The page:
One of the biggest mistakes you can make in your paralegal career is to not leverage your background. In fact, when faced with either entering the field or changing positions, the words "transferable skills" sometime seem to make a beeline for the exit as candidates get it into their heads that obscure skills in their past are not related to current positions. What am I telling you to do?
I have witnessed construction workers become litigation construction paralegals. Who better can read blueprints? Entertainers become entertainment paralegals. Who understands royalties better? How about travel agents, food servers, airline stewards (do they call them that these days?), hotel workers: all these folks enter the hospitality legal field and do quite well. Nurses become legal nurse consultants. Insurance workers enter defense or plaintiff insurance litigation or personal injury firms. I have witnessed UPS drivers go to work for UPS/FedEx or like legal departments. Transportation workers enter railroads, bus companies, airlines and other transportation legal departments. The list is endless. It all leads to one of my favorite cliches: Ride the horse in the direction it's going. Utilize your background.
A few weeks ago, I met a very interesting Law Office Manager from Colorado Springs, Chuck Smith. Here is a seasoned paralegal with 28 years experience who leveraged his paralegal and military career and moved it into a management position at a high profile, upscale firm. He oversees a staff of 12 in a boutique firm while enjoying tremendous job satisfaction, something that not everyone can claim. How did he do it? Yep. I'm just dying to tell the story.
CBE: Hello Chuck. You've been at Forbush & Goldberg now for nine years as the Office Manager. That's a long time. Most Office Managers turn over at the two year level. I am always amazed at someone who can maintain longevity in this 15 sound-byte day and age. Our audience would be interested in your background. Spill the beans, kid.
CS: I became a paralegal while serving in the Air Force in 1988. I have experience in Military Justice (criminal), claims (tort law and civil law (wills, POAs, legal assistance). I worked at a headquarters supporting paralegals in 15 separate law offices and have managed a law office at the US Embassy in Australia (international law, military operations law and tort law). I provided leadership/oversite to 77 paralegals at 8 law offices from Arizona to Florida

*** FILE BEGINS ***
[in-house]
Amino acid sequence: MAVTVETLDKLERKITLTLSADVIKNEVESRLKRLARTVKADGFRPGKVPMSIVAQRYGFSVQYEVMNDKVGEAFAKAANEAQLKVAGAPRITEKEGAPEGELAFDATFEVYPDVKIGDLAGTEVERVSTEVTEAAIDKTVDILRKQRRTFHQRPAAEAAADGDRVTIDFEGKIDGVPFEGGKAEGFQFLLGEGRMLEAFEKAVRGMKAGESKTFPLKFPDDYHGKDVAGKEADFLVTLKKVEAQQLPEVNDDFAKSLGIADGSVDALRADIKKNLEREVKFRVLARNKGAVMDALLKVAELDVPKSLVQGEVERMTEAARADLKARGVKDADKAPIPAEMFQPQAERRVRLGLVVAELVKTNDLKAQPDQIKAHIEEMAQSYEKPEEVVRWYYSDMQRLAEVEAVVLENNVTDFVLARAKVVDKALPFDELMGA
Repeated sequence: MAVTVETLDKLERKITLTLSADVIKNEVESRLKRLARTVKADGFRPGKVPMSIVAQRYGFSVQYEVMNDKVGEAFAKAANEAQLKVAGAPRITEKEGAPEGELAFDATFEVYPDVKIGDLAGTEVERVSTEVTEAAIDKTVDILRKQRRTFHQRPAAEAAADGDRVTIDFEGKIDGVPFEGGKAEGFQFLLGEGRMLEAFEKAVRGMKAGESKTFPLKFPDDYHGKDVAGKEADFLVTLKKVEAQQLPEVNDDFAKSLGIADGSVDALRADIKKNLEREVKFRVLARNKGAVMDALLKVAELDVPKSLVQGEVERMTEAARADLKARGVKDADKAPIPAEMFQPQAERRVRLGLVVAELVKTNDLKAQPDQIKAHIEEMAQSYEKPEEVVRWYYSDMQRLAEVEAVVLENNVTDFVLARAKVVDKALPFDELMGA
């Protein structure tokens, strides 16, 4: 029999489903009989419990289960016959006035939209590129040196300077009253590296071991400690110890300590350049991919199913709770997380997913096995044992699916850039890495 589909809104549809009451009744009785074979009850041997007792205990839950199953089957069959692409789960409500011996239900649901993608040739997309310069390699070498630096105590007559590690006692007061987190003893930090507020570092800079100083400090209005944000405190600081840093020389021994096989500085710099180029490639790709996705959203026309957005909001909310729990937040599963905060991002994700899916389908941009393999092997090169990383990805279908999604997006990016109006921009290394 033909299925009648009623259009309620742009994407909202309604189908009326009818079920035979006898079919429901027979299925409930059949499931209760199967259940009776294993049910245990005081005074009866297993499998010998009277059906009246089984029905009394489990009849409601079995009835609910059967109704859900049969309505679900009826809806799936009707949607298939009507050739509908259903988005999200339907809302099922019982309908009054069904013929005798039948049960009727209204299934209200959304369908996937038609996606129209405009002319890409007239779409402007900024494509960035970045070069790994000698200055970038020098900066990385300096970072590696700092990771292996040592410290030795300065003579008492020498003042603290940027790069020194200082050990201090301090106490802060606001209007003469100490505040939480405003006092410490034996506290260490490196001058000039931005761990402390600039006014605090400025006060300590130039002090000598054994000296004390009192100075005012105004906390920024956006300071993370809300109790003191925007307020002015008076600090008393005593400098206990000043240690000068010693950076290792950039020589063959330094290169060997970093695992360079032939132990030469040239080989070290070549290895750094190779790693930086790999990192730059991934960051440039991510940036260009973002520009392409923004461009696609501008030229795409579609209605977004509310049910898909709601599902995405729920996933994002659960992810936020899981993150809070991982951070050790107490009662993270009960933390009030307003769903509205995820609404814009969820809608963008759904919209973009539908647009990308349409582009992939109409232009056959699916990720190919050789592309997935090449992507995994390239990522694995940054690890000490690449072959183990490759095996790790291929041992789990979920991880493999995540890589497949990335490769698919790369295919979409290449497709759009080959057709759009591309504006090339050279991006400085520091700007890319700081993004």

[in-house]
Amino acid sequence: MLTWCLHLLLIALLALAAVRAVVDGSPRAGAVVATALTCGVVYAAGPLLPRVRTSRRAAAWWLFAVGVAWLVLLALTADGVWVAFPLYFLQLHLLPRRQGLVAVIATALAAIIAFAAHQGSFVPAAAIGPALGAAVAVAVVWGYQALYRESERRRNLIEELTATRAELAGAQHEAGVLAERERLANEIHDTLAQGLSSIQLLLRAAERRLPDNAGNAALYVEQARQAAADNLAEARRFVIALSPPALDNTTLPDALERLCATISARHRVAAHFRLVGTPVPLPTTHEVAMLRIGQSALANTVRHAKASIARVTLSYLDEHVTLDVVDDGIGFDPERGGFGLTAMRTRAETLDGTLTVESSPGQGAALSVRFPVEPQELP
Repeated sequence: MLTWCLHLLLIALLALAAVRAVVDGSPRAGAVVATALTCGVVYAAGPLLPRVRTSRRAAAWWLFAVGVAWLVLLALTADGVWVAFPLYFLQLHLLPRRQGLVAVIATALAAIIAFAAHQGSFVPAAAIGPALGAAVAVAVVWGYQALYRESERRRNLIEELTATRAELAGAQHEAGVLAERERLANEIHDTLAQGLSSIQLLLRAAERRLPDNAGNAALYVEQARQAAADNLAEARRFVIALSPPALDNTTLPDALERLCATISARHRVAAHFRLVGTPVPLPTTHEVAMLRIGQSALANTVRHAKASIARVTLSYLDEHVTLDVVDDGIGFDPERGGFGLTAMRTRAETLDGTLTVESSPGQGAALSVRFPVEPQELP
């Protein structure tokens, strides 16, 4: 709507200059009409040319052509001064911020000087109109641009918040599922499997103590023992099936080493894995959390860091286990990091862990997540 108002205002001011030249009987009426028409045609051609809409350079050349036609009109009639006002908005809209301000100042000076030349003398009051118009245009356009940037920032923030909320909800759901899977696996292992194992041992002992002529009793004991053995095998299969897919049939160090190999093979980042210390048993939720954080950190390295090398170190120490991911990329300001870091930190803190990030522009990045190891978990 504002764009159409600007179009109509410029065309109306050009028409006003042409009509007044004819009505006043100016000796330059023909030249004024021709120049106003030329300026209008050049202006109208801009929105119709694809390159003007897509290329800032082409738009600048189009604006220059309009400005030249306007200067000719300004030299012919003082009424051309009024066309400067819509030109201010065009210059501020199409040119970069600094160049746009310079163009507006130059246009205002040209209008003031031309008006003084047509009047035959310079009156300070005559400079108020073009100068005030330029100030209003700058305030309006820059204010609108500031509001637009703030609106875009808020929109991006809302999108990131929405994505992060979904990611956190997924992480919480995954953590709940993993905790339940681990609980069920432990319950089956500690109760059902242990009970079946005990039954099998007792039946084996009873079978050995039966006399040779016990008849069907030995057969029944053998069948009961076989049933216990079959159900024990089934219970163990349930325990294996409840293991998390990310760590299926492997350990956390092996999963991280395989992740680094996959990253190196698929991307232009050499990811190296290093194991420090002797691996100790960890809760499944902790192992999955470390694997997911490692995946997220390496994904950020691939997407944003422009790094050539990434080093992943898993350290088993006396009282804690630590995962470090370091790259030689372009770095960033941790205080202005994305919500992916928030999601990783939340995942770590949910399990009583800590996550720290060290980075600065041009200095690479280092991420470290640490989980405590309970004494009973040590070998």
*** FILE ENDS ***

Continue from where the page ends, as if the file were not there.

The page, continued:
CBE: Holy, moly. That's quite a story. I'd like to hear about about your military background.
CS: I served in the Air Force from 1982 until 2007. I served in North Dakota for 10½ years; Hawaii 4½ years; Australia 3½ years; California 3 years; and Texas 3 years. I was a Security Policeman for 6 years and a paralegal for 19 years in the Air Force.
CBE: I have to ask the inevitable: What led you to become a paralegal?
CS: I knew that I needed to be challenged and becoming a paralegal seemed to be the way to go.
CBE: How did you become a manager?
CS: The enlisted rank structure has 9 levels. Once you reach the 7th level, you are expected to manage and lead junior paralegals in a law office setting.
CBE: What advice do you have for paralegals to enter management?
CS: You should love working with people. You should enjoy training and growing paralegals. Your goal should be their success.
CBE: What qualities do you look for in a paralegal?
CS: Easy! Loyalty, team player, hard worker, and have service in their heart. You can’t teach that, you can’t buy that. They must be the right type of person to be allowed to serve our clients.
CBE: What is one of your favorite paralegal experiences?
CS: I took an administrative technician, explained to her why she should become a paralegal. Fifteen years later, she was selected as the most Outstanding Senior Paralegal in the Air Force.
CBE: What do you think about certification, licensure or regulation in the paralegal field?
CS: I have been so unhappy with a large number of paralegals over the years who act like they are better than others. Because of that, I would much rather hire on non-certified person who exhibits the attributes listed above. Don’t get me wrong, if I found the “Right Person” who also held a paralegal degree or certification, I would definitely hire them.
Are you seeking to move up, out or over? What do you have in your background that you can leverage to assist you in a move? What transferable skills are you not utilizing? Your current skills are one thing, however, skills are like riding a bike. You can always get on and ride that bike. However, the one caveat is that you must keep skills current. Knowing HR skills is a valuable asset. However, not knowing the current laws is not……….Stay updated and leverage, leverage, leverage!
Chere Estrin is the CEO of Estrin Legal Staffing and CEO of Paralegal Knowledge Institute. She is one of the legal field's top legal job hunting coaches at Legal CareersRx. She holds the position of President and Co-Founding member of the Organization of Legal Professionals, a prestigious online legal technology training organization for attorneys, litigation support and paralegals. Chere has written 10 books on legal careers and has been interviewed by many prestigious publications. She is a national seminar speaker and author of hundreds of articles. She has Sundays free from 3:00 a.m. – 6:00 a.m. Talk to her at email@example.com.